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iste 2012


ready-to-go mini lesson

"Think Aloud" Demonstration

It may be helpful to create a Red Flag Chart with three columns: Accused | Suspicious | Acquited (or similar terms). The findings in this mini lesson will all likely go in the Suspicious column. However, Red Flags may travel from one category to another as a result of investigative activity. Furthermore, students may not agree on where to place a Red Flag, which makes for a good discussion starter.

Think Aloud
This lesson takes place in the context of a science course where DNA, genetics and "designer babies" is the topic. It is used here for demonstration purposes--any topic could be used and substitute an appropriate "questionable" result.

Among results for "designer babies" is this Genochoice.com

Use this site to demonstrate how an investigative searcher might approach the material. Students need to see an example of good searching in practice. Focus on Authorship in this instance. Open the page and browse to find information about who wrote this or is responsible for its content. As you search, note the credits link on the page.

virgil wongClick this and point out information about the credits: Virgil Wong. Also note that this is not what you expected to find: a medical site written or designed by an artist and performance credits for several other people. Point out that now you have some good keywords to fact check. Proper nouns make good fact checking terms because they are so specific, so unique.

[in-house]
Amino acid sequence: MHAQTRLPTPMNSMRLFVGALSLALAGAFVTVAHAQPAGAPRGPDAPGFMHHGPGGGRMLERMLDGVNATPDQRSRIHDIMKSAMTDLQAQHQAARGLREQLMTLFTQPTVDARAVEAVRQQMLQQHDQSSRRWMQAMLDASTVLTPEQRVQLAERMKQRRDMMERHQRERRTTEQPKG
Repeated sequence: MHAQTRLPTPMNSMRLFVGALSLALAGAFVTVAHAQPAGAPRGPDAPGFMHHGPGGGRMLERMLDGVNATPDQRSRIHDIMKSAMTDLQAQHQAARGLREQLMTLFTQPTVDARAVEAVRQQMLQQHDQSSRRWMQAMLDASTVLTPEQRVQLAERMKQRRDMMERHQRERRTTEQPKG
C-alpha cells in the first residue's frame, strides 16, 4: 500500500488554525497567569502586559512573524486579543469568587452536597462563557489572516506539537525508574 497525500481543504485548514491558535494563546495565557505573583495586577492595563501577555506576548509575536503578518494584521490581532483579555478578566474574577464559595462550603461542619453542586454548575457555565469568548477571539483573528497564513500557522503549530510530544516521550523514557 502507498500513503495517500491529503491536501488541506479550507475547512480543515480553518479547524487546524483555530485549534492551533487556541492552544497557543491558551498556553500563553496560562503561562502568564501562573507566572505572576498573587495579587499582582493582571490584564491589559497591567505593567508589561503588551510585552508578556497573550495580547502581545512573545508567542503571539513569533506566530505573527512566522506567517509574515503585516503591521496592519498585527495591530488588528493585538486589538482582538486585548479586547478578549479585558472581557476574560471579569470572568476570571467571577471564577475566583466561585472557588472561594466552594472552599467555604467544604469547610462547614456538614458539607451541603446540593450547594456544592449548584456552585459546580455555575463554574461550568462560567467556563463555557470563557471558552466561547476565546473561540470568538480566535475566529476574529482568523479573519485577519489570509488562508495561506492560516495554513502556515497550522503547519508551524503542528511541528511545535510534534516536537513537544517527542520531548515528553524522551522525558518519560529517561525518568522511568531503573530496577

Start a list of things you find out about Virgil Wong. We have one Red Flag (he's an artist, not a medical expert?) Then have the students try fact checking Virgil Wong to discover "as much as they can" about this person. Everyone is free to search for information about Virgil--the more eyes looking for information the better.

After five minutes, call an end to searching and begin to collect information from the students. This may be done on a whiteboard, sticky notes or any online app that is made for group collaboration. Or you could call on students to report what they found, trying to get as complete a picture of Virgil Wong as possible.

Among the findings possible, he is:

Is thisreally the profile of a person you think would be the author of a credible site on "designer babies?" Why? Why not? (answers to Why Not are "Red Flags").

If we start to find Red Flags associated with online information, we need to be skeptical and not believe claims on the site without checking them out. More about Red Flags

Encourage students to do this type of investigative searching on other sites they come across while doing research.

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